Can I Mow Right After Aeration?

We’re here to give great lawn care advice, not to bury the lede. So for those of you who don’t want to read a treatise on lawn aeration – yes, you can mow your lawn right after aeration.

It just might not be the best idea. You might damage your mower (but even that’s pretty improbable).

You’re almost certainly better off to mow your lawn before aeration, in order to reduce the (admittedly slight) risk of damaging your mower. To understand why you want to mow your lawn before aeration, it’s helpful to understand what aeration is, how it helps your lawn, when you should be doing aeration, and what you can do after aeration.

Basically, we’ve created an entire guide to aeration, all to answer the simple question posed in the title. 

Let’s plug in.

What is aeration?

Aeration is a perfect example of creative destruction – it’s the process of taking chunks out of your lawn so that new grasses can grow. That might sound a bit – well, brutal – but it’s actually essential to aerate your lawn if you want to maintain its health. 

Don’t step on the grass!

You’ve probably seen signs telling you not to step on the grass or lawn plenty of times before – maybe as a kid you got yelled at by curmudgeonly neighbours when you stepped on their freshly-mown lawn.

There’s a reason for all of this. Dirt compacts over time – the more people stepping on the lawn, the more quickly the dirt compacts.

When dirt is compacted, nutrients like oxygen and water have a harder time reaching the roots of the grasses. This leads to your grass being starved of what’s good for it. This can lead to thatch building up too quickly – too much thatch leads to your grass being deprived of even more nutrients, and the vicious cycle continues.

Aerating creates perforations in your lawn. These perforations not only allow nutrients to reach the roots of your grass – they also create space for the roots to spread out, leading to stronger grass.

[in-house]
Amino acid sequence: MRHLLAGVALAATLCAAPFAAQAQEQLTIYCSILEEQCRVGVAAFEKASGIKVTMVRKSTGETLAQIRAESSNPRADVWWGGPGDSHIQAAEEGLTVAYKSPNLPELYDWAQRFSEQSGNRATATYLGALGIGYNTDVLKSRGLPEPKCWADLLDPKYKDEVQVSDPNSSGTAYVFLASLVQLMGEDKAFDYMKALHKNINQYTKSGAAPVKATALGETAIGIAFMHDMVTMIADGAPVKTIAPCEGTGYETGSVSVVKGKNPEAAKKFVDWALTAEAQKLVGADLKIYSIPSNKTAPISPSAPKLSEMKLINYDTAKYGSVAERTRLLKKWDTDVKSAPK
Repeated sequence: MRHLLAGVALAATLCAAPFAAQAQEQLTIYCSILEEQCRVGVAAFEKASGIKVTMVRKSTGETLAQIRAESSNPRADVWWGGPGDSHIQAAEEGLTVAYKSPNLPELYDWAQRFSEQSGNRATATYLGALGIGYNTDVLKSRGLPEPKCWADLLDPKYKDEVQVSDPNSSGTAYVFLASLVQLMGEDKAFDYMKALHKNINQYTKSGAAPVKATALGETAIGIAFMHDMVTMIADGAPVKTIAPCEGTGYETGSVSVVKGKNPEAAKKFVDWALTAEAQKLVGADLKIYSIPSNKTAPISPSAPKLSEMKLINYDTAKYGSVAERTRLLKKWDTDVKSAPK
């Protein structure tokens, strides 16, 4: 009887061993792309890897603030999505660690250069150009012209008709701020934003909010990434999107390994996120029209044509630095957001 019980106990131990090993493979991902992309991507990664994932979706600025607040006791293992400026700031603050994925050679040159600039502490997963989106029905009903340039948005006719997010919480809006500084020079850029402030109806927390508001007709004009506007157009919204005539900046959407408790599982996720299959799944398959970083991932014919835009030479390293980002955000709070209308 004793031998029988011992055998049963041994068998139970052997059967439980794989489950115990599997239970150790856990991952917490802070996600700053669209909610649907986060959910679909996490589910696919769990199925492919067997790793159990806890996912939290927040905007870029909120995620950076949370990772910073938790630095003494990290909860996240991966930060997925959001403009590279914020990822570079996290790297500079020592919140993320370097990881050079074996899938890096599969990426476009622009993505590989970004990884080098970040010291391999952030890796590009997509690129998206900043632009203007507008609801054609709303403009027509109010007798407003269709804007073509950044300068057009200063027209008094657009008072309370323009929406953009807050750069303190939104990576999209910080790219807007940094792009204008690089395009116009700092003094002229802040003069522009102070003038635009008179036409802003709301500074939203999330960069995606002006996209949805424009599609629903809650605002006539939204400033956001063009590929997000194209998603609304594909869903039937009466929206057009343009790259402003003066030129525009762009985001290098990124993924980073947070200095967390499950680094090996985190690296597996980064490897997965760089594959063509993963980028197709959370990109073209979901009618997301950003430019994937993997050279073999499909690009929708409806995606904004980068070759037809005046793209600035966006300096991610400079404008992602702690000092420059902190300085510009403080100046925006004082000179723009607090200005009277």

The types of aeration

There are two common types of aeration – plug aeration and spike aeration. 

Plug aeration is almost always done by a professional – they have the tools required to plug aerate. Plug aerators lift “cores” of soil from your lawn.

Spike aeration can be done by hand (or worse yet, by foot), but it’s generally frowned upon by lawn care professionals. They don’t remove cores – they simply create holes. These holes can actually make the soil around them more compact – and that’s exactly what we’re trying to alleviate with aeration!

Dethatching vs. aeration

Dethatching is another way of getting more nutrients into your lawn and creating space for your grass to grow. So which is better: dethatching or aeration?

Generally speaking, aeration is a better option – the dethatching process, especially when not handled by professionals, can lead to healthy grasses being ripped out. In some circumstances, however, you might want to dethatch and aerate a lawn – this can be the case if there’s a very thick layer of thatch.

The advantages of aeration

The advantages of aeration should be pretty clear at this point – doing it leads to a healthier, lusher lawn! If your lawn is always spongy, if you find there are thick layers of thatch, or if your lawn looks unhealthy, aeration may well be a good option for you.

At this point, we can start looking into the relationship between mowing and aeration. It’s true that you almost always want to mow your lawn around the time you’re aerating it. Nothing we’ve talked about so far screams “You need to mow your lawn”, though, so what’s the deal?

Mowing and aeration

The need to mow your lawn when you aerate it is actually only loosely tied to the aeration itself. The truth is that the best time to overseed is right after aeration, and you want to mow before you overseed.

For those of you not in the know, overseeding is the process of seeding more grass into your lawn – it’s different than reseeding because you’re sowing the seeds on top of existing grasses, rather than starting over. It’s perfect for replacing dead grass and revitalizing your lawn.

Aeration and overseeding